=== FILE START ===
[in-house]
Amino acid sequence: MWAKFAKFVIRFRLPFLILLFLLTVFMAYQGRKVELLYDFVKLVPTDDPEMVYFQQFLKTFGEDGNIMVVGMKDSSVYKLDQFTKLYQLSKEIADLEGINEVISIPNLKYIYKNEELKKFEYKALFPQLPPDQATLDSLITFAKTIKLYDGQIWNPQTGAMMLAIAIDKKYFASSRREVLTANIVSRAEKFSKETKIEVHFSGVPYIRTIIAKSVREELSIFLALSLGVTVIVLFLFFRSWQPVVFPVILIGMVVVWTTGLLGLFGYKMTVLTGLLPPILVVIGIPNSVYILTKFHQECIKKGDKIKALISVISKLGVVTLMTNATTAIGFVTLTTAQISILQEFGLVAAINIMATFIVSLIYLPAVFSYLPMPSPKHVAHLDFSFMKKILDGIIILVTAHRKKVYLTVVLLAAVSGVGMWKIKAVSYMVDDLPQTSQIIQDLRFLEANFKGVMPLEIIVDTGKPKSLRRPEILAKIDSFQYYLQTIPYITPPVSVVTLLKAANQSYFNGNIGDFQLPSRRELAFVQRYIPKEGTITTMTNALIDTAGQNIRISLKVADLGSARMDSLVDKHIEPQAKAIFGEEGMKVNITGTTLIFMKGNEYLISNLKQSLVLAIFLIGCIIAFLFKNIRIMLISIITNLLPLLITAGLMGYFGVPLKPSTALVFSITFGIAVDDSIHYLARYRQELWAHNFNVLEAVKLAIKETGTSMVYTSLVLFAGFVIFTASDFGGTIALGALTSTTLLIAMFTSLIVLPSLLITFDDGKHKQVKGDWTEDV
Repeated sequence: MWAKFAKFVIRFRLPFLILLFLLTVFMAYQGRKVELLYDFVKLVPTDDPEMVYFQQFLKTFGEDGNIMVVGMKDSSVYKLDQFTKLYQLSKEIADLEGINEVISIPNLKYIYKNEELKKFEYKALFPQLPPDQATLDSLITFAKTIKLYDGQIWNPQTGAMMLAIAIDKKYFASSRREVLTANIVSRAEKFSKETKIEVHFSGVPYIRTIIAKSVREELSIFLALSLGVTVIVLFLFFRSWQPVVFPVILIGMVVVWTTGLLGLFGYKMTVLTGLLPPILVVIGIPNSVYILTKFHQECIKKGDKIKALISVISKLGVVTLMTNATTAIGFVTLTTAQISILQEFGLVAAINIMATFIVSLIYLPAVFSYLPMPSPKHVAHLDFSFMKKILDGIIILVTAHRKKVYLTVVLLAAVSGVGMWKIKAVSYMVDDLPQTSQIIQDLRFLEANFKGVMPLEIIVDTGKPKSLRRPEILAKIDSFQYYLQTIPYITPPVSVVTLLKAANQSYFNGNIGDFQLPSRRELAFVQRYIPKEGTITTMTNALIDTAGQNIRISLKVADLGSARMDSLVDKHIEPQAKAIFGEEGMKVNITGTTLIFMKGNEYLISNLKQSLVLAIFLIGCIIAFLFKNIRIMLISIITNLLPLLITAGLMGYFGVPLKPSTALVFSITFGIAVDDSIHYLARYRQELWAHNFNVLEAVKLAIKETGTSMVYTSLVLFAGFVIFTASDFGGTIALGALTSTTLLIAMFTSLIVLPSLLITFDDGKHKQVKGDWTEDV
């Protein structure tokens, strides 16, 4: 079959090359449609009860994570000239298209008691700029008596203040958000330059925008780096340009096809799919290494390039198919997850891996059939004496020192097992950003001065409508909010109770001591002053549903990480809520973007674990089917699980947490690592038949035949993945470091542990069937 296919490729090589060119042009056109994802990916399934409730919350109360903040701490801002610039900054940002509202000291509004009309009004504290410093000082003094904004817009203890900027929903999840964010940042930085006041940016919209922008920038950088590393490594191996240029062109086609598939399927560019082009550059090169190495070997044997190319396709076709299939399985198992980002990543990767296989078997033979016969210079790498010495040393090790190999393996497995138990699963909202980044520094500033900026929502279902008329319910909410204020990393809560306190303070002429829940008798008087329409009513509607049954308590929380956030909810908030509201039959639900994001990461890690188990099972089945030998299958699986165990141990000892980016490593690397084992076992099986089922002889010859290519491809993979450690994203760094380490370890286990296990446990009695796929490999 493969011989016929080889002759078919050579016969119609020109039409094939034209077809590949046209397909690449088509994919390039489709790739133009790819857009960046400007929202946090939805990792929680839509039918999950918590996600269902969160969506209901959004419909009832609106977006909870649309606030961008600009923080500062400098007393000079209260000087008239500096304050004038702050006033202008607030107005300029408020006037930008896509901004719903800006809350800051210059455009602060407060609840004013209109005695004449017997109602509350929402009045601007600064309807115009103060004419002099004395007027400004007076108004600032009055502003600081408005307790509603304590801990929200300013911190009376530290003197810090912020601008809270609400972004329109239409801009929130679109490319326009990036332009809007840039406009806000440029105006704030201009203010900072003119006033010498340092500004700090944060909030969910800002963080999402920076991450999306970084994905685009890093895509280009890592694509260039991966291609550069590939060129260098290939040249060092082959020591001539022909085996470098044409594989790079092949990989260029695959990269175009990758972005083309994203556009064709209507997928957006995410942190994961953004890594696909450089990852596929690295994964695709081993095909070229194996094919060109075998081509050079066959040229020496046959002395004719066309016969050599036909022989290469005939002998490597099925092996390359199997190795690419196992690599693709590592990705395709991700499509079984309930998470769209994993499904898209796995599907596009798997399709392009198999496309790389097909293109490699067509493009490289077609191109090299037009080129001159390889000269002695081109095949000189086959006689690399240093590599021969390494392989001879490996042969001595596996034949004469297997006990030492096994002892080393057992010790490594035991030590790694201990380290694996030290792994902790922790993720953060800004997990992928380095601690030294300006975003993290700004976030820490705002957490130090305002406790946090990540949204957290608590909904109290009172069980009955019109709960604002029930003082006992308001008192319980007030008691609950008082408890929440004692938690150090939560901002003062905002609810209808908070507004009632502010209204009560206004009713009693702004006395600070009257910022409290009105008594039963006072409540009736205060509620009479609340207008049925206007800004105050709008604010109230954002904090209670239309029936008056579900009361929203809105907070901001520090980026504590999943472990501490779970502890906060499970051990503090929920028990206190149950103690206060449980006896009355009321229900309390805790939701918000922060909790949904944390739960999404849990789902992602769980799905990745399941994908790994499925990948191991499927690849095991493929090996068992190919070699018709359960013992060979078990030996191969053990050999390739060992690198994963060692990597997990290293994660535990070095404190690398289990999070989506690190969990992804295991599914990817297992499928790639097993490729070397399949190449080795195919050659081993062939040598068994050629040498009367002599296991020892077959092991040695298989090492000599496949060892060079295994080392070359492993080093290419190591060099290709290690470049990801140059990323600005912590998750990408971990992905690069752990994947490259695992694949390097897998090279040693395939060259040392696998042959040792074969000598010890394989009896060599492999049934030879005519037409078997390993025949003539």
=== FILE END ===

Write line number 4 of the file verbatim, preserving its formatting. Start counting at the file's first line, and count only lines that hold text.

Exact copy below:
């Protein structure tokens, strides 16, 4: 079959090359449609009860994570000239298209008691700029008596203040958000330059925008780096340009096809799919290494390039198919997850891996059939004496020192097992950003001065409508909010109770001591002053549903990480809520973007674990089917699980947490690592038949035949993945470091542990069937 296919490729090589060119042009056109994802990916399934409730919350109360903040701490801002610039900054940002509202000291509004009309009004504290410093000082003094904004817009203890900027929903999840964010940042930085006041940016919209922008920038950088590393490594191996240029062109086609598939399927560019082009550059090169190495070997044997190319396709076709299939399985198992980002990543990767296989078997033979016969210079790498010495040393090790190999393996497995138990699963909202980044520094500033900026929502279902008329319910909410204020990393809560306190303070002429829940008798008087329409009513509607049954308590929380956030909810908030509201039959639900994001990461890690188990099972089945030998299958699986165990141990000892980016490593690397084992076992099986089922002889010859290519491809993979450690994203760094380490370890286990296990446990009695796929490999 493969011989016929080889002759078919050579016969119609020109039409094939034209077809590949046209397909690449088509994919390039489709790739133009790819857009960046400007929202946090939805990792929680839509039918999950918590996600269902969160969506209901959004419909009832609106977006909870649309606030961008600009923080500062400098007393000079209260000087008239500096304050004038702050006033202008607030107005300029408020006037930008896509901004719903800006809350800051210059455009602060407060609840004013209109005695004449017997109602509350929402009045601007600064309807115009103060004419002099004395007027400004007076108004600032009055502003600081408005307790509603304590801990929200300013911190009376530290003197810090912020601008809270609400972004329109239409801009929130679109490319326009990036332009809007840039406009806000440029105006704030201009203010900072003119006033010498340092500004700090944060909030969910800002963080999402920076991450999306970084994905685009890093895509280009890592694509260039991966291609550069590939060129260098290939040249060092082959020591001539022909085996470098044409594989790079092949990989260029695959990269175009990758972005083309994203556009064709209507997928957006995410942190994961953004890594696909450089990852596929690295994964695709081993095909070229194996094919060109075998081509050079066959040229020496046959002395004719066309016969050599036909022989290469005939002998490597099925092996390359199997190795690419196992690599693709590592990705395709991700499509079984309930998470769209994993499904898209796995599907596009798997399709392009198999496309790389097909293109490699067509493009490289077609191109090299037009080129001159390889000269002695081109095949000189086959006689690399240093590599021969390494392989001879490996042969001595596996034949004469297997006990030492096994002892080393057992010790490594035991030590790694201990380290694996030290792994902790922790993720953060800004997990992928380095601690030294300006975003993290700004976030820490705002957490130090305002406790946090990540949204957290608590909904109290009172069980009955019109709960604002029930003082006992308001008192319980007030008691609950008082408890929440004692938690150090939560901002003062905002609810209808908070507004009632502010209204009560206004009713009693702004006395600070009257910022409290009105008594039963006072409540009736205060509620009479609340207008049925206007800004105050709008604010109230954002904090209670239309029936008056579900009361929203809105907070901001520090980026504590999943472990501490779970502890906060499970051990503090929920028990206190149950103690206060449980006896009355009321229900309390805790939701918000922060909790949904944390739960999404849990789902992602769980799905990745399941994908790994499925990948191991499927690849095991493929090996068992190919070699018709359960013992060979078990030996191969053990050999390739060992690198994963060692990597997990290293994660535990070095404190690398289990999070989506690190969990992804295991599914990817297992499928790639097993490729070397399949190449080795195919050659081993062939040598068994050629040498009367002599296991020892077959092991040695298989090492000599496949060892060079295994080392070359492993080093290419190591060099290709290690470049990801140059990323600005912590998750990408971990992905690069752990994947490259695992694949390097897998090279040693395939060259040392696998042959040792074969000598010890394989009896060599492999049934030879005519037409078997390993025949003539």